Elephant hawk-moth on foxglove flower
© David Chapman/Alam
Stealthy pollinators. Elephant hawk-moth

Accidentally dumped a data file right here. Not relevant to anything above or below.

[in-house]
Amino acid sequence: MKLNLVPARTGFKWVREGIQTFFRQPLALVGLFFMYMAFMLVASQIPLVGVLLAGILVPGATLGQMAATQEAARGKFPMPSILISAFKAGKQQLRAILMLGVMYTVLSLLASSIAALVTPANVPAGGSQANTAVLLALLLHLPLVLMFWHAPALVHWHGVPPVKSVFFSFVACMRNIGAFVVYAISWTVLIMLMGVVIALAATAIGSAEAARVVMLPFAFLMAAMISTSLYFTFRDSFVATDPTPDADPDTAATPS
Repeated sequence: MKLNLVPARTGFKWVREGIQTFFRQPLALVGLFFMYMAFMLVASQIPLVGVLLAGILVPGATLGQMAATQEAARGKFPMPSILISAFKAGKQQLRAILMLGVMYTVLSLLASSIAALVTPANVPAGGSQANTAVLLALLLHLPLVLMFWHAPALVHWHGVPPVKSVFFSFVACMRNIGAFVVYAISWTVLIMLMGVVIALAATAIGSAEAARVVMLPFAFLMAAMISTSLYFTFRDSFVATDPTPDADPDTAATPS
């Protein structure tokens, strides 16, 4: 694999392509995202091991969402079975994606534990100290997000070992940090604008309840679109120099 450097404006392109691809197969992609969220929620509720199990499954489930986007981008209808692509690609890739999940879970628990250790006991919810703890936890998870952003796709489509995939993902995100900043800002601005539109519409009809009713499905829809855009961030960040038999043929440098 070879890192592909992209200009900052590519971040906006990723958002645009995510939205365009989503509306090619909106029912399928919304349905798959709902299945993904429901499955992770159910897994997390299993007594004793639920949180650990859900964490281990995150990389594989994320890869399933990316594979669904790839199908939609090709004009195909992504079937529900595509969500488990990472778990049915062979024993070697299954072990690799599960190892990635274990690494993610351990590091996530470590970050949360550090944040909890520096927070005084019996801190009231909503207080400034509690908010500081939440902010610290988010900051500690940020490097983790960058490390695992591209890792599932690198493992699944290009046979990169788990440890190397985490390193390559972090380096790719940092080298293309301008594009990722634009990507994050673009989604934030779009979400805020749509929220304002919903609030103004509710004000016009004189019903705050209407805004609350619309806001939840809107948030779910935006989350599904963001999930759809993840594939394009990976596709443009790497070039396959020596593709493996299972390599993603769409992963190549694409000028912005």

The elephant hawk-moth feeding on a foxglove in our homepage photo will always see you, regardless of the available light. It has super-sensitive eyesight - in fact, scientists say it was one of the first species they could prove had nocturnal colour vision. This gold and pink creature can be spotted at dusk in gardens, woods and open countryside between May and August and is widespread throughout much of the UK. If you’re wondering about that name, the caterpillar of the elephant hawk moth is said to bear a resemblance to an elephant’s trunk. They are also strong fliers whose ability to hover in position while feeding earned them the “hawk” part of their name. They use a lot of energy flapping their wings to hover and feed from flowers, so their eyesight has to be super sharp in spotting the next floral feast. Nature - what a problem-solver!